A British soldier who died in Afghanistan on Wednesday was injured while preparing equipment to be flown out of the country.
Sapper Adam Moralee from 32 Engineer Regiment, was fatally injured in Camp Bastion, the Ministry of Defence said.
The 23-year-old, from Newcastle upon Tyne, who was known as “Massive” by comrades because of his love of body-building poses, leaves behind parents Lynn and Darren and fiancee Emma.
In a statement issued through the MoD his family said: “As a son he was full of life and always the joker of the family, who never took anything too seriously.
“He loved his job and the friends he made from his time in the Army, and he would never have swapped those experiences for the world.
“He treated his fiancee, Emma, like his princess and the love they shared was clear to all of those who were lucky enough to see it.”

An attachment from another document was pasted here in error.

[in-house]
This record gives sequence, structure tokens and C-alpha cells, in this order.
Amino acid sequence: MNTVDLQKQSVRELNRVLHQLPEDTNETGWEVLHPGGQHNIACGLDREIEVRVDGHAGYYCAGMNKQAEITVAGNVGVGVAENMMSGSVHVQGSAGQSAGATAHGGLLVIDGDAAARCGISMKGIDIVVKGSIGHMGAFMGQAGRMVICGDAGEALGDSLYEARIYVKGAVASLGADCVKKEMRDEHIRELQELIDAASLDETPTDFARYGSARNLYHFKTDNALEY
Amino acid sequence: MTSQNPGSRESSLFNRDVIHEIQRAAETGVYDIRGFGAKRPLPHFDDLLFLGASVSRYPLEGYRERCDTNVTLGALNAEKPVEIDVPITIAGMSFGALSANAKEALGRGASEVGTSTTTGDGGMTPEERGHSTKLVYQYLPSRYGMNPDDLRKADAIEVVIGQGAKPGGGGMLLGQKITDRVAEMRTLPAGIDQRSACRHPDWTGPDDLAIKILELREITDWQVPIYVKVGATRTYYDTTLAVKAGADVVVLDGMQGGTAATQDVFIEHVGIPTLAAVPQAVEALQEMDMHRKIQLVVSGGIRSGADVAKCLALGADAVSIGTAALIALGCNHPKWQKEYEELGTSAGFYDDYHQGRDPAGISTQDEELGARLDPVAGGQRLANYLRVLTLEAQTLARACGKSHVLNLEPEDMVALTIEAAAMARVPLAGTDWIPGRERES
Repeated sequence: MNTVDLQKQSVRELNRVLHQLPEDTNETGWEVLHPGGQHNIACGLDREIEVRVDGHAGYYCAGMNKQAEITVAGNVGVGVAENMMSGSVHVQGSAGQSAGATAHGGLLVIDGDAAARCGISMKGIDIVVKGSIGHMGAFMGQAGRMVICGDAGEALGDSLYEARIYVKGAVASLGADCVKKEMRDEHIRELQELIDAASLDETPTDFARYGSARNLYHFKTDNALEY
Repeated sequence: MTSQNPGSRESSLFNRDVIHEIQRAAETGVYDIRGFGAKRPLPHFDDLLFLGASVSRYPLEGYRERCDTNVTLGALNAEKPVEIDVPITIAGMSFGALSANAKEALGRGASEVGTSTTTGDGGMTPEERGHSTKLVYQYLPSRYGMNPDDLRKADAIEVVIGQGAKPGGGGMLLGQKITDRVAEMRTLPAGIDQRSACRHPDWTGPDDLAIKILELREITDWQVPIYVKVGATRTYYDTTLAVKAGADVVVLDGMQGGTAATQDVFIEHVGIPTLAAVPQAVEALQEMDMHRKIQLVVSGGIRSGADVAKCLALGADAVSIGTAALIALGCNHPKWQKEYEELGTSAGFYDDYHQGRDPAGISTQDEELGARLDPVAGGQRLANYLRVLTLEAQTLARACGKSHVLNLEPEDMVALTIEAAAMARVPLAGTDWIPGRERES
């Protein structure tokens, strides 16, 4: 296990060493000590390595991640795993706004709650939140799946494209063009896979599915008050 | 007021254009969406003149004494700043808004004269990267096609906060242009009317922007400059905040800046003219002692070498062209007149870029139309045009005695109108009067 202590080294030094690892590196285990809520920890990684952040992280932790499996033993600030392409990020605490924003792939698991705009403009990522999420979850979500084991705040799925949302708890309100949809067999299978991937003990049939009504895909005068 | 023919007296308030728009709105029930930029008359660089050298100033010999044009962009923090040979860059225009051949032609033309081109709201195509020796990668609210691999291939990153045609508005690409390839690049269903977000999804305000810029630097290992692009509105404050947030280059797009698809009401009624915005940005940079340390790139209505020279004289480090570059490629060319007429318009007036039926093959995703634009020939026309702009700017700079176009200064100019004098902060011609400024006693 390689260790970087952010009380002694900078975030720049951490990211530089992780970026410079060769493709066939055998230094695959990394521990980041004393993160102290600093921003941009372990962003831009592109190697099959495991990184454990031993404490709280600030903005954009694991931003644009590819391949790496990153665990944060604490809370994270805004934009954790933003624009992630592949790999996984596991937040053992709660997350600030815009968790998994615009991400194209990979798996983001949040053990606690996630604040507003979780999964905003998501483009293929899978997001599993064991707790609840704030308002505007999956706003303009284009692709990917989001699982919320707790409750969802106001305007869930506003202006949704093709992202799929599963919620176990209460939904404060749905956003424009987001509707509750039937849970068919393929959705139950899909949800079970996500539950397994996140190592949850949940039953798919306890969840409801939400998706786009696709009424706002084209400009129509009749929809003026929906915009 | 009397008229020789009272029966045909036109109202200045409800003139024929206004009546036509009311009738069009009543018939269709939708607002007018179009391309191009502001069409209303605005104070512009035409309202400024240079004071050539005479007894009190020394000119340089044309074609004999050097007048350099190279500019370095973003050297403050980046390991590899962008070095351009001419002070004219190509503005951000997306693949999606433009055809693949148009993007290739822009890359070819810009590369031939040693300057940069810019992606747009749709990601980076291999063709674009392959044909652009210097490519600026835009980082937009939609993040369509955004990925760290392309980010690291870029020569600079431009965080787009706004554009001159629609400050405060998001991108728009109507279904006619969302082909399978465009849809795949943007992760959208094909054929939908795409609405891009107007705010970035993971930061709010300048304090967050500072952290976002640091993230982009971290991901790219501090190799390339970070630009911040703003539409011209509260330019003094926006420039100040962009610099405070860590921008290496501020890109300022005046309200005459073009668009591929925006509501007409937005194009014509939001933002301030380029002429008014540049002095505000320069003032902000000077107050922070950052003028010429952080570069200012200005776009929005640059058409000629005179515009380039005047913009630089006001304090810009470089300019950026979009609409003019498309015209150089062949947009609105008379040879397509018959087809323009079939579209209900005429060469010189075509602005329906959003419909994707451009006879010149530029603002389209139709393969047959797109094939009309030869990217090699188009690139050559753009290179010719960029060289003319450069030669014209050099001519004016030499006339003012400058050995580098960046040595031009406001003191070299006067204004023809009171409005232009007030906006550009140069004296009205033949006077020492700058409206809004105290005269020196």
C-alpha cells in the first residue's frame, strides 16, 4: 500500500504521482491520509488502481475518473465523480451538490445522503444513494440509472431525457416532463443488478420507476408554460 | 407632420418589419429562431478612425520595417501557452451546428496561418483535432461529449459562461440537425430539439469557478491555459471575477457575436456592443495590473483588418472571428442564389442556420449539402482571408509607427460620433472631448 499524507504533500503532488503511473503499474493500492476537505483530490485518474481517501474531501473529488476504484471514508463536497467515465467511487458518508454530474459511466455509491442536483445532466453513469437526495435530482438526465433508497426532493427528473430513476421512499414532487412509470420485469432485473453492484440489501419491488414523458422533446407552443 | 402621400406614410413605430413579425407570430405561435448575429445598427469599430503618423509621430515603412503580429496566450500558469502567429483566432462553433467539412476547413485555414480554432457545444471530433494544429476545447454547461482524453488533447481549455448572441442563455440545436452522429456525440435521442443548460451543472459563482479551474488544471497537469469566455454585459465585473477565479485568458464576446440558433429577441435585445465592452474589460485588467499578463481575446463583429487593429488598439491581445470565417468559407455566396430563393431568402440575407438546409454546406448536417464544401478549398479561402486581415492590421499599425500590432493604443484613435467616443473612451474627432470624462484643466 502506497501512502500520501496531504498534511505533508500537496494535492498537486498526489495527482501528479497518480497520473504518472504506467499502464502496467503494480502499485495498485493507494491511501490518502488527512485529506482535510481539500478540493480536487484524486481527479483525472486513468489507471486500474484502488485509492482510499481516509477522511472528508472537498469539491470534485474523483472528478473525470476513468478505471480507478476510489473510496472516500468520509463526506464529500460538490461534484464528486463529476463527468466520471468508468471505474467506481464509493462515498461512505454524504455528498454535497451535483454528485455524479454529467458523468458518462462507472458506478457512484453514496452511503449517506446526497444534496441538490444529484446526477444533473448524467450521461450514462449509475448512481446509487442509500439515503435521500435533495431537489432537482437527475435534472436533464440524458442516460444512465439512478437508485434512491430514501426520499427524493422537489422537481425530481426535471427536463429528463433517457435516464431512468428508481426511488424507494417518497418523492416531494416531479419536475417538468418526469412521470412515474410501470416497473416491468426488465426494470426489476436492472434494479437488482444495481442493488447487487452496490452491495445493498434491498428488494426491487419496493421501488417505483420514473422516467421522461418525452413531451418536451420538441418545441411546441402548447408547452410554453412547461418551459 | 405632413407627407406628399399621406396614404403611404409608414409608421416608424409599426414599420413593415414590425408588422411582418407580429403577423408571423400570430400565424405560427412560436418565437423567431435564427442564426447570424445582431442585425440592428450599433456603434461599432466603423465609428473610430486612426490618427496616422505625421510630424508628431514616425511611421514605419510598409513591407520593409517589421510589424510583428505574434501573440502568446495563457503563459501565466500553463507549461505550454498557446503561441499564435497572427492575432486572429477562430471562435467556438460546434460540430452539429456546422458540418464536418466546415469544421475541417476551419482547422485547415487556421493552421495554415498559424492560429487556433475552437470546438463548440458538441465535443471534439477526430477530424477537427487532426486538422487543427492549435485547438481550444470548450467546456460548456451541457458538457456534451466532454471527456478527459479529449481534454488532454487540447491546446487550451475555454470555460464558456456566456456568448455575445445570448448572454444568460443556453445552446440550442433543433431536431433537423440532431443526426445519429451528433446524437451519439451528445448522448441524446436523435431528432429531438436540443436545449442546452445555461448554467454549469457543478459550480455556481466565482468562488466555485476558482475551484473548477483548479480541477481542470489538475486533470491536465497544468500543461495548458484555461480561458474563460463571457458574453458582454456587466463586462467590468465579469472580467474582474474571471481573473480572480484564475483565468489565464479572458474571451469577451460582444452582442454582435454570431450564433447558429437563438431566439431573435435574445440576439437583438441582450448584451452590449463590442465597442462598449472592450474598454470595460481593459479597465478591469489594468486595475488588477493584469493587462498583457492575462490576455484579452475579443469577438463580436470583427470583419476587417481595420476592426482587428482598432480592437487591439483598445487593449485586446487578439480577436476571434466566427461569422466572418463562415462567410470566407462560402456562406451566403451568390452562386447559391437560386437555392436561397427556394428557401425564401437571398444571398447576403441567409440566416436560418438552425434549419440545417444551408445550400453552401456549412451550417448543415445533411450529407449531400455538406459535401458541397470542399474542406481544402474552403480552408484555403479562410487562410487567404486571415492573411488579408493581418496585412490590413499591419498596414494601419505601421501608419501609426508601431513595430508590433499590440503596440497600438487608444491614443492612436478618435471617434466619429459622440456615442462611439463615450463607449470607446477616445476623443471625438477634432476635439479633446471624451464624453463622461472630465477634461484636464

Sapper Moralee joined the Royal Engineers at 17 and had previously served a tour in Afghanistan in 2011 as part of the Armoured Support Group, where he crewed Trojan armoured vehicles, clearing minefields and improvised explosive devices.
Lance Corporal Karl Crosbie, from 4 Troop, 26 Armoured Engineer Squadron, 32 Engineer Regiment, was due to be Sapper Moralee’s best man, and said the pair were like brothers.
Paying tribute to his friend, he said: “From the outset, it was clear that I had met a truly caring best friend and brother who would have done anything for me.
“Such was our friendship that he asked me to be his best man for his wedding to his fiancee Emma. I was deeply honoured. We were very much like brothers and I will miss him very much.”
Defence Secretary Philip Hammond said: “It is clear from the tributes paid to Sapper Moralee that he was a determined and respected soldier who was good-humoured, trustworthy and considerate.
“His untimely death is a tragedy and my thoughts and deepest sympathies are with his family, fiancee and friends at this difficult time.”
Sapper Moralee is the first British serviceman to die in Afghanistan this year.
A total of 448 British forces personnel or MoD civilians have died while serving in Afghanistan since the start of operations in October 2001.